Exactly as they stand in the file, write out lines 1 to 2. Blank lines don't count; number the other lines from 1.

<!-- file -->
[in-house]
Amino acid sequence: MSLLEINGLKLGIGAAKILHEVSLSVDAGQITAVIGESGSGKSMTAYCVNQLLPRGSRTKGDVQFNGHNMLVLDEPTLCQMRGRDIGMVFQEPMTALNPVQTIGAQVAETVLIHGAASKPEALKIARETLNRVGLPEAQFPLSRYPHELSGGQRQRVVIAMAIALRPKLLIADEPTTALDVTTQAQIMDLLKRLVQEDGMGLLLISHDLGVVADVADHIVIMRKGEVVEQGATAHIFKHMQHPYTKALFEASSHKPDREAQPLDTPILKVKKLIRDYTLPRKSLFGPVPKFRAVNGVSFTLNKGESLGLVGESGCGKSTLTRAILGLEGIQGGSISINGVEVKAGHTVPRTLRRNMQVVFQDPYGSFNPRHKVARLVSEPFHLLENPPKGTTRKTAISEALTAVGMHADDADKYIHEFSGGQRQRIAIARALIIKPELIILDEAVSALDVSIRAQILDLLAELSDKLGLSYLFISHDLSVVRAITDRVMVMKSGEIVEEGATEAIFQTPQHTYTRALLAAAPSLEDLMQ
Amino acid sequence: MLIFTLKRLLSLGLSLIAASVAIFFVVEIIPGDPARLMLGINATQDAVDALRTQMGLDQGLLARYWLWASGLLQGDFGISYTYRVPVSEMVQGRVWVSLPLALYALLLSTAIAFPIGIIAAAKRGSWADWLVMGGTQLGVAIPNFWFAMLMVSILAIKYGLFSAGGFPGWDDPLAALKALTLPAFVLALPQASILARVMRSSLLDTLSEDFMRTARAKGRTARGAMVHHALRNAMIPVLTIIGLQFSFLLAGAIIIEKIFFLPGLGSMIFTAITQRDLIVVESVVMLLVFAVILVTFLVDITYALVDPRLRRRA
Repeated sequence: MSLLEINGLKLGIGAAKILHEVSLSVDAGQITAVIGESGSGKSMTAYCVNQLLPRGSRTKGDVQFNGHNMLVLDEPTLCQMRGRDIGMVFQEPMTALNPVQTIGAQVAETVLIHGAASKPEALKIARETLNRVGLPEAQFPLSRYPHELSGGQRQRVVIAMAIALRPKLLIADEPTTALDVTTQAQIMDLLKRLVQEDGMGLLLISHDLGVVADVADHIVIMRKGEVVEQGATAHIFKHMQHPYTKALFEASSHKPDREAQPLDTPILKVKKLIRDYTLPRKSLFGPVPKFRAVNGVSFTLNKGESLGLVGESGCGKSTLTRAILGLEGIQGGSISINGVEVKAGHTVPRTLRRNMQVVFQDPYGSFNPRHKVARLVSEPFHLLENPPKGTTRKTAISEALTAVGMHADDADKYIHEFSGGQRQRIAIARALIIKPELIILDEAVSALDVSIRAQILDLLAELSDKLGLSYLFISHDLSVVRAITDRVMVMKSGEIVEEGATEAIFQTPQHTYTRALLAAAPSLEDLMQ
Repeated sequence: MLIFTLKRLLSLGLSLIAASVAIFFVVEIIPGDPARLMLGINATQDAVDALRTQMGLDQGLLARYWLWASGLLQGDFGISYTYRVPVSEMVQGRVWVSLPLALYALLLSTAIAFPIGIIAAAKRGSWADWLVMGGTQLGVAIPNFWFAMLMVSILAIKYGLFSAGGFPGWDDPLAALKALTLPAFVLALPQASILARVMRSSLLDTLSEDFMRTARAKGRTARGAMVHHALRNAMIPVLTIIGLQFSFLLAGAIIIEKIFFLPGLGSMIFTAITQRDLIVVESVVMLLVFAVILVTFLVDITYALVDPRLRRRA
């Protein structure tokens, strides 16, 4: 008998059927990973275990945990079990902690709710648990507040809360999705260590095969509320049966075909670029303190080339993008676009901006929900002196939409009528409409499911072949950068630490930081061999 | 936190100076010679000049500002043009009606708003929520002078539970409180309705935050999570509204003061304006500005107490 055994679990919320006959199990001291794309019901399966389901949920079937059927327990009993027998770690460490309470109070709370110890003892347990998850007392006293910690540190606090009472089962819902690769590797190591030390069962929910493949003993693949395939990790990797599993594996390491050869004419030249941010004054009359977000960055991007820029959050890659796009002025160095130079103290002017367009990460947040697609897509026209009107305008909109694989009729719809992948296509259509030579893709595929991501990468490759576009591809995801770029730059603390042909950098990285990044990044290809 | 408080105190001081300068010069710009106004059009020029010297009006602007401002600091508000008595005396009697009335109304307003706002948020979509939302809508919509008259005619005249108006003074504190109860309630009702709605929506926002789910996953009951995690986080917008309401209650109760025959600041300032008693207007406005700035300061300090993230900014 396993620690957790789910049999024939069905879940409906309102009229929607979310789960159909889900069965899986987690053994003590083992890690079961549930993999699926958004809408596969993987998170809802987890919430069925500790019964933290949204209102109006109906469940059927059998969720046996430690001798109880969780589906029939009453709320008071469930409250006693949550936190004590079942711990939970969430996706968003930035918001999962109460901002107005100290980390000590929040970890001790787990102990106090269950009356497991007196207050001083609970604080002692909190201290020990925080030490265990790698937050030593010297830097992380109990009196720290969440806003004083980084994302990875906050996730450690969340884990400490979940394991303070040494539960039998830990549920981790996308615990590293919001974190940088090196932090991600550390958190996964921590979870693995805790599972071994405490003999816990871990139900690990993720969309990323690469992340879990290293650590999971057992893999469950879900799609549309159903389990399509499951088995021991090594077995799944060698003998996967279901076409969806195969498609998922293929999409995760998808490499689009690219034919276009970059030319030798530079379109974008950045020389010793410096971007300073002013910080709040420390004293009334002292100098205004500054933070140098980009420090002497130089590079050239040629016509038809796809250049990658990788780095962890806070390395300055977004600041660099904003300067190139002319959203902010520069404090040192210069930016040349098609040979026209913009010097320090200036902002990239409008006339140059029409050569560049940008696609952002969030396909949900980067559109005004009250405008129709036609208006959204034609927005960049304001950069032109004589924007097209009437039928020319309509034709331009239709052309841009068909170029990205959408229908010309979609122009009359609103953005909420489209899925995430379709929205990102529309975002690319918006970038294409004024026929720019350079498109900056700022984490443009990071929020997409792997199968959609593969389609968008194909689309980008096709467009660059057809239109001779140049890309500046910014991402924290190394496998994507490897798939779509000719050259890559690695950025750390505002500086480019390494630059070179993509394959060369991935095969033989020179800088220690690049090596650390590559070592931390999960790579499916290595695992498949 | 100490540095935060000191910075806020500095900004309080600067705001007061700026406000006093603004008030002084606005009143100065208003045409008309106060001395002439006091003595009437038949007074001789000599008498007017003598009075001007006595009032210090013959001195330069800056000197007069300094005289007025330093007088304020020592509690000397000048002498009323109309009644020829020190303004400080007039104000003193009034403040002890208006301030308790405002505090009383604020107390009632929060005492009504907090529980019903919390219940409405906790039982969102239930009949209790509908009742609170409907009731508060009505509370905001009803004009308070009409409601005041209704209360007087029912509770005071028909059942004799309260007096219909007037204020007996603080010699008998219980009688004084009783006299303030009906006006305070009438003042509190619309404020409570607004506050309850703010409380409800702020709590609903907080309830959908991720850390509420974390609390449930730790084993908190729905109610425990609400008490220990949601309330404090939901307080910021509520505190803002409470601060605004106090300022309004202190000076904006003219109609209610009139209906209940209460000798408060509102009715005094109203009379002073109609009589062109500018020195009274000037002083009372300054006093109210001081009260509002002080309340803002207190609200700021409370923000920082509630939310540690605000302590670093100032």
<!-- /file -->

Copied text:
[in-house]
Amino acid sequence: MSLLEINGLKLGIGAAKILHEVSLSVDAGQITAVIGESGSGKSMTAYCVNQLLPRGSRTKGDVQFNGHNMLVLDEPTLCQMRGRDIGMVFQEPMTALNPVQTIGAQVAETVLIHGAASKPEALKIARETLNRVGLPEAQFPLSRYPHELSGGQRQRVVIAMAIALRPKLLIADEPTTALDVTTQAQIMDLLKRLVQEDGMGLLLISHDLGVVADVADHIVIMRKGEVVEQGATAHIFKHMQHPYTKALFEASSHKPDREAQPLDTPILKVKKLIRDYTLPRKSLFGPVPKFRAVNGVSFTLNKGESLGLVGESGCGKSTLTRAILGLEGIQGGSISINGVEVKAGHTVPRTLRRNMQVVFQDPYGSFNPRHKVARLVSEPFHLLENPPKGTTRKTAISEALTAVGMHADDADKYIHEFSGGQRQRIAIARALIIKPELIILDEAVSALDVSIRAQILDLLAELSDKLGLSYLFISHDLSVVRAITDRVMVMKSGEIVEEGATEAIFQTPQHTYTRALLAAAPSLEDLMQ